Later on, I put up an open call in Scoliosis Support Singapore, which is a Facebook support group where people can find more information about scoliosis. There, I also received a lot of very welcoming responses. Most of the people that you see in this project now are from the support group.
Chelsea: How did both of you frame your project to your collaborators?
Soak Teng: [Receiving] the Objectifs Documentary Award and knowing that there would be an exhibition happening helped me to communicate more clearly to my participants. It helped me illustrate to them what the end result would look like. I made it quite clear to each individual that there will be a photograph, a moving image, and then a conversation. What was different was going into someone’s bedroom and meeting them for the first time. I connected with them because we have the same condition, and that rapport was easy to build. Plus, we always started off by sharing with each other our experiences of scoliosis.
Grace: I went through a scrapbooking exercise with my collaborators, which allowed them to choose photos that meant something to them, and to sequence the photos in a way that told the story that they wanted to tell about themselves. The process was also very transformative for me, because the end product was nothing that I could have envisioned or done on my own. As photographers, sometimes we tend towards a certain visual aesthetic – making images we know will look good – and the scrapbooks throw that out altogether. The person curating the images only has their story and self-representation in mind, and not this need to prove anything aesthetically.
Soak Teng: Some of the scoliotic individuals, when they responded to my open call, said, “I’ve always wanted to take a picture of my scar. But I’ve never found someone who could do it for me.” or “I’ve actually never seen my back in full before.” When I first started taking pictures, I would link up an iPad with my camera so that as the camera gazed onto their back, they could see themselves in the iPad in front of them. I was trying out how I could balance out that gaze and let them have more agency in the image making process.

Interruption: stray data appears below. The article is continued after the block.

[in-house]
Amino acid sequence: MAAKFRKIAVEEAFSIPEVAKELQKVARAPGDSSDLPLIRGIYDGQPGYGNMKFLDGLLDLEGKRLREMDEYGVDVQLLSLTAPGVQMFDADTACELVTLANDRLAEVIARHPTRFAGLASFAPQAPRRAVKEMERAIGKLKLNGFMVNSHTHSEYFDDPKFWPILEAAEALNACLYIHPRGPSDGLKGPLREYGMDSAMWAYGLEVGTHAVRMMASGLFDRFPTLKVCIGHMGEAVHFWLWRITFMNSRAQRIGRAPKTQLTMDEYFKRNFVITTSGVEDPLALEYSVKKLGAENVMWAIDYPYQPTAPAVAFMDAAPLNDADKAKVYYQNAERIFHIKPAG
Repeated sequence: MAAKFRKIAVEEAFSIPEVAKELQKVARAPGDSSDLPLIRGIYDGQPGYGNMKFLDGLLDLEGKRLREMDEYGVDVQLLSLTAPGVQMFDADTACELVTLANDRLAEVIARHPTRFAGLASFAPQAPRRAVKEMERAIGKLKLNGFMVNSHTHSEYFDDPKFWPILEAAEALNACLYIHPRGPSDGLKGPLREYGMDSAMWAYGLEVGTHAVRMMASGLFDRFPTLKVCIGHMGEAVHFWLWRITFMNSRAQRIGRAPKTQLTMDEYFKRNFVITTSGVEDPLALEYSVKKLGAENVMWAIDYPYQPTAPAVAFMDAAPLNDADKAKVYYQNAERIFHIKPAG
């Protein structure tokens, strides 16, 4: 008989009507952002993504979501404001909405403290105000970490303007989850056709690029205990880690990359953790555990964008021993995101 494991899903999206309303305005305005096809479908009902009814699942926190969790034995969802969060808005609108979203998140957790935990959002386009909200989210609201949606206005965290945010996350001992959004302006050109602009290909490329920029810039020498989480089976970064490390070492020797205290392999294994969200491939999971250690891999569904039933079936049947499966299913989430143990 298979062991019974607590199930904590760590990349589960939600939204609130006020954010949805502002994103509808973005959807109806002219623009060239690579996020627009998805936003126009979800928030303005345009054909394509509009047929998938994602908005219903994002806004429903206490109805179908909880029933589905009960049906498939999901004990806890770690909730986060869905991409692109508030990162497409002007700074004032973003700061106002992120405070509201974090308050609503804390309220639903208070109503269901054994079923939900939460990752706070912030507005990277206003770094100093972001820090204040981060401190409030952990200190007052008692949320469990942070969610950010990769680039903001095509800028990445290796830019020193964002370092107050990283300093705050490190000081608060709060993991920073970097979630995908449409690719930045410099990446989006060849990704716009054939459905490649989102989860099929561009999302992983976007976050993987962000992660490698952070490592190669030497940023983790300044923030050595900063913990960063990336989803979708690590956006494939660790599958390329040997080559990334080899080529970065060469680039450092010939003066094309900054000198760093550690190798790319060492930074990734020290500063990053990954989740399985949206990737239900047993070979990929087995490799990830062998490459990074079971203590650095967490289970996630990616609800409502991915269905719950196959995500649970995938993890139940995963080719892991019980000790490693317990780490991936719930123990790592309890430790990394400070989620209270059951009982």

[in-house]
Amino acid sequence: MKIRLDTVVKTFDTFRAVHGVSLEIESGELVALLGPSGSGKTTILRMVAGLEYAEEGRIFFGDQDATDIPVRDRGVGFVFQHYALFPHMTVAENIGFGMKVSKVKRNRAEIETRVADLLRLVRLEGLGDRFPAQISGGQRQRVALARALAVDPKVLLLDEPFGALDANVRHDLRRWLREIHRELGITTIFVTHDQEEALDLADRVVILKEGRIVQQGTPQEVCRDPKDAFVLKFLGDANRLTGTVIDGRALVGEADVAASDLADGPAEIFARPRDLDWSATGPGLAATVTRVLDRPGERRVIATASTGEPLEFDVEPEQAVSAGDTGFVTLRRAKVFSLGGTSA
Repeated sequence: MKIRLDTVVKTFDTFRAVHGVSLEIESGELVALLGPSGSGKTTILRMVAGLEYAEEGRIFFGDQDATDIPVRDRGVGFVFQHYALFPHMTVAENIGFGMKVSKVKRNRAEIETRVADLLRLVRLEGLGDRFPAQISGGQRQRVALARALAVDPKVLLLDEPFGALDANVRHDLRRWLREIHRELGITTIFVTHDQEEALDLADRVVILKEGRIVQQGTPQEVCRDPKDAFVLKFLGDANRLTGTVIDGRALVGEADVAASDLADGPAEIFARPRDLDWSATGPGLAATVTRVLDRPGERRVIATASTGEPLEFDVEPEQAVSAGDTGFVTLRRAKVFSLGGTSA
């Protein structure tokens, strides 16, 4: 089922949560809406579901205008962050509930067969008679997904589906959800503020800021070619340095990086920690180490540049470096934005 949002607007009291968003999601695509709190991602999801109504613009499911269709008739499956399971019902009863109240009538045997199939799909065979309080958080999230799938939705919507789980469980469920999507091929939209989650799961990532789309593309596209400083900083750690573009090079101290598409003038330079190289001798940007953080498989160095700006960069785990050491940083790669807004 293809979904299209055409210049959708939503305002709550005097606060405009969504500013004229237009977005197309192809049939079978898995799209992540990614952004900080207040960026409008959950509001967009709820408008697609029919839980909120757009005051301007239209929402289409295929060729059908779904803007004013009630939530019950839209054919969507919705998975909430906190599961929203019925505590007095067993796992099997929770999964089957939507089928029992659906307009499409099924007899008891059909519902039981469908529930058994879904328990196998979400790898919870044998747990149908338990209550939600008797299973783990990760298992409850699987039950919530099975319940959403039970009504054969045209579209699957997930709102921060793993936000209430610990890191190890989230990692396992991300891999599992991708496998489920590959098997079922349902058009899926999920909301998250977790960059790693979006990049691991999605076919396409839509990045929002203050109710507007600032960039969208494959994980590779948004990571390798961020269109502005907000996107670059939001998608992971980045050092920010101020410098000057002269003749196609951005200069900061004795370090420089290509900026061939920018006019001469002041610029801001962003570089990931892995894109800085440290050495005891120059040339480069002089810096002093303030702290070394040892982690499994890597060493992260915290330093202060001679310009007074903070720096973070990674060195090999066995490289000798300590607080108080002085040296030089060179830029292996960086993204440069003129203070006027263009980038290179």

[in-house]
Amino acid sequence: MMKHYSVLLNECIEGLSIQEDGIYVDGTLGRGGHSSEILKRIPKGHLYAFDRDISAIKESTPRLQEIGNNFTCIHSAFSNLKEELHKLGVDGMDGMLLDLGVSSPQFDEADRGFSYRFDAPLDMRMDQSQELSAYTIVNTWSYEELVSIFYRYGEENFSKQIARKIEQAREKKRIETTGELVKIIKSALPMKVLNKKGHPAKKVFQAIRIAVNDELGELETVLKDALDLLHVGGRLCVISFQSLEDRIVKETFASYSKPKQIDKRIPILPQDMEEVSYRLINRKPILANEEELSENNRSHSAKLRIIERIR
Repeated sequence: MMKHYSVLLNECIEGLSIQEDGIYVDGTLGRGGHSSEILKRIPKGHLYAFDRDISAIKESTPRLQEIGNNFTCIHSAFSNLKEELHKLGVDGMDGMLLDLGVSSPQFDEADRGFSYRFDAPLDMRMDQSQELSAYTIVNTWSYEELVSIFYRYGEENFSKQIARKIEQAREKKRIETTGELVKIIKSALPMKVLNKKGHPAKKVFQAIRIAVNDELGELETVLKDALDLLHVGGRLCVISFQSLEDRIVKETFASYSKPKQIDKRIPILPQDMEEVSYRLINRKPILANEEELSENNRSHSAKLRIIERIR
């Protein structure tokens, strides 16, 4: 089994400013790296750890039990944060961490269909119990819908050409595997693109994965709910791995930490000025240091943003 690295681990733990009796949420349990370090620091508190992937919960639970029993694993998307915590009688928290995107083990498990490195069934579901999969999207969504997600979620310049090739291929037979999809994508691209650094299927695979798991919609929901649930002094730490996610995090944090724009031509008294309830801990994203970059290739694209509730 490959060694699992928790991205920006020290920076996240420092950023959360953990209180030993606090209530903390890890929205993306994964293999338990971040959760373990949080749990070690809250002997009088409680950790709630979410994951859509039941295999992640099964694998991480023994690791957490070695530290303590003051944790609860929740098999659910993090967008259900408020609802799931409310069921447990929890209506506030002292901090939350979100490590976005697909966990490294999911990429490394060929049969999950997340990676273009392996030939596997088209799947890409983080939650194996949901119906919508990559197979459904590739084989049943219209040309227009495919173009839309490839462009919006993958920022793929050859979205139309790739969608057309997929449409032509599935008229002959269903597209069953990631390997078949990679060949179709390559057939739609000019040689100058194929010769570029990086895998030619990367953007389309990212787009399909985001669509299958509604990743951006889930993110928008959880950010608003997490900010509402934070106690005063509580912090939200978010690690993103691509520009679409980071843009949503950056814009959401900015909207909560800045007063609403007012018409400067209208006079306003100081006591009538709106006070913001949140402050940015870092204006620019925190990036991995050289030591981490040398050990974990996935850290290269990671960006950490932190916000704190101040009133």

Sharing images with a wider audience
Chelsea: I wanted to touch on what happens when images are shown to the public. What considerations did you have when sharing these images with the public?
Grace: I had quite a bit of anxiety for the show, especially with [one of my collaborators] Jose. Showing that image of him putting on his binder put him in a very big position of vulnerability. We made the project for the purpose of the exhibition being shown in a physical space, so we tried as much as possible to ensure that the images were just viewed in that space, and that no one should take any photos on their phones and circulate them online.
Just to share a heartening story, last year Jose managed to save up for his surgery, and I was supposed to go with him [in Malaysia]. But with Covid-19, the borders were closed and I couldn’t go. He told me that he brought along a book of images from the project with him as a reminder and celebration of how far he has come along in his journey. It was good to hear his perspective because as much as I was particularly anxious about that image, he told me that “I’d like to look back at this image and feel happy to know how far I’ve come along.”
Soak Teng: Similarly, my work deals with partial nudity. At the very beginning of developing the work, I decided that the images didn’t need to show the faces of these individuals, because the work doesn’t require you to know that person’s identity. But in the long run, when you make a work and it’s out in the world, you will lose control of it and it will take on a life of its own. So anonymity became part of this whole decision to want to protect the people that had been very gracious with space and time.
In the exhibition layout, we also wanted the videos to have their own personal, private space. When you come in, you don’t see the bodies directly but kind of have to take a journey. Most of the works are also in the form of a book, so you spend a lot more personal time with the materials. I think people who are interested to see the work will make the effort to find out more.
rules for photographing a scoliotic patient by Woong Soak Teng runs in Objectifs’ Lower Gallery till 29 May 2022.
Recap by Wenxin Gao